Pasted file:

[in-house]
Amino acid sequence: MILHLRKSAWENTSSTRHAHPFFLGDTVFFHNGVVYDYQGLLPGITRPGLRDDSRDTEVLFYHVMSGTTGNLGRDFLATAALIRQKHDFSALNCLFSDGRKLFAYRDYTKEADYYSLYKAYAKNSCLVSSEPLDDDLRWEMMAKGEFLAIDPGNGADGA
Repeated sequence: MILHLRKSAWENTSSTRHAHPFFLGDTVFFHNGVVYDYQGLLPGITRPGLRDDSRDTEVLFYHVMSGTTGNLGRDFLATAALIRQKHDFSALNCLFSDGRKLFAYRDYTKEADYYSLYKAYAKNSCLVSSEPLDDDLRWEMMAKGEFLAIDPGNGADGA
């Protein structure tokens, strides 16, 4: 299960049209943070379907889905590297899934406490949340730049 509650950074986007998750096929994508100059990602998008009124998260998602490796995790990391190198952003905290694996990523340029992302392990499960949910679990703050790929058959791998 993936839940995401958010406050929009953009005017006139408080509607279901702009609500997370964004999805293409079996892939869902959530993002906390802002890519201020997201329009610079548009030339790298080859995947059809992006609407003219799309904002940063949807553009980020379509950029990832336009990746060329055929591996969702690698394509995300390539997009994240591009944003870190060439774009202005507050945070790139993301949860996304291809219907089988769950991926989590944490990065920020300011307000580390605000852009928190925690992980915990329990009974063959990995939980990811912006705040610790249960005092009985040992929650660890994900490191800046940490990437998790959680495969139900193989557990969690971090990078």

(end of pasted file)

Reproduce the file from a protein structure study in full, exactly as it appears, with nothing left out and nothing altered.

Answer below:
[in-house]
Amino acid sequence: MILHLRKSAWENTSSTRHAHPFFLGDTVFFHNGVVYDYQGLLPGITRPGLRDDSRDTEVLFYHVMSGTTGNLGRDFLATAALIRQKHDFSALNCLFSDGRKLFAYRDYTKEADYYSLYKAYAKNSCLVSSEPLDDDLRWEMMAKGEFLAIDPGNGADGA
Repeated sequence: MILHLRKSAWENTSSTRHAHPFFLGDTVFFHNGVVYDYQGLLPGITRPGLRDDSRDTEVLFYHVMSGTTGNLGRDFLATAALIRQKHDFSALNCLFSDGRKLFAYRDYTKEADYYSLYKAYAKNSCLVSSEPLDDDLRWEMMAKGEFLAIDPGNGADGA
């Protein structure tokens, strides 16, 4: 299960049209943070379907889905590297899934406490949340730049 509650950074986007998750096929994508100059990602998008009124998260998602490796995790990391190198952003905290694996990523340029992302392990499960949910679990703050790929058959791998 993936839940995401958010406050929009953009005017006139408080509607279901702009609500997370964004999805293409079996892939869902959530993002906390802002890519201020997201329009610079548009030339790298080859995947059809992006609407003219799309904002940063949807553009980020379509950029990832336009990746060329055929591996969702690698394509995300390539997009994240591009944003870190060439774009202005507050945070790139993301949860996304291809219907089988769950991926989590944490990065920020300011307000580390605000852009928190925690992980915990329990009974063959990995939980990811912006705040610790249960005092009985040992929650660890994900490191800046940490990437998790959680495969139900193989557990969690971090990078």